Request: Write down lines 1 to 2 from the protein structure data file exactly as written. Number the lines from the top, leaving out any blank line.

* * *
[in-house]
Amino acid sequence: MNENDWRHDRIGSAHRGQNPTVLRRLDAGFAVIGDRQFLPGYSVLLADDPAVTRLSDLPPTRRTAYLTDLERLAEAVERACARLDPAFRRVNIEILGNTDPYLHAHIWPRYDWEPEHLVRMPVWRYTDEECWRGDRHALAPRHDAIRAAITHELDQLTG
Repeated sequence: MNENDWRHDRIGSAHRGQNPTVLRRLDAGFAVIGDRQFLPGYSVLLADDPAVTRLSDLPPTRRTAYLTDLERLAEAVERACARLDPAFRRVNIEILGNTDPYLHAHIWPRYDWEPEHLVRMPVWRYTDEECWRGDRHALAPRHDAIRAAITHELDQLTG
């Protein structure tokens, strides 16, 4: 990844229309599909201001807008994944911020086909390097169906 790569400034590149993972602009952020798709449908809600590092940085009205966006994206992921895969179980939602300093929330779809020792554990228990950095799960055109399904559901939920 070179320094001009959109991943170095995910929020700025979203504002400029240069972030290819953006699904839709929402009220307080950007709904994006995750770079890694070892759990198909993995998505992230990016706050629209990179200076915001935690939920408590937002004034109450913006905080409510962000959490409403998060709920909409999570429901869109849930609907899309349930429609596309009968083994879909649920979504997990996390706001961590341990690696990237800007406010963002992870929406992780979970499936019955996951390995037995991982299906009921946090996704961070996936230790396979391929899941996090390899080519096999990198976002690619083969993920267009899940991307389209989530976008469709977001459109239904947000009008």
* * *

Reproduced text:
[in-house]
Amino acid sequence: MNENDWRHDRIGSAHRGQNPTVLRRLDAGFAVIGDRQFLPGYSVLLADDPAVTRLSDLPPTRRTAYLTDLERLAEAVERACARLDPAFRRVNIEILGNTDPYLHAHIWPRYDWEPEHLVRMPVWRYTDEECWRGDRHALAPRHDAIRAAITHELDQLTG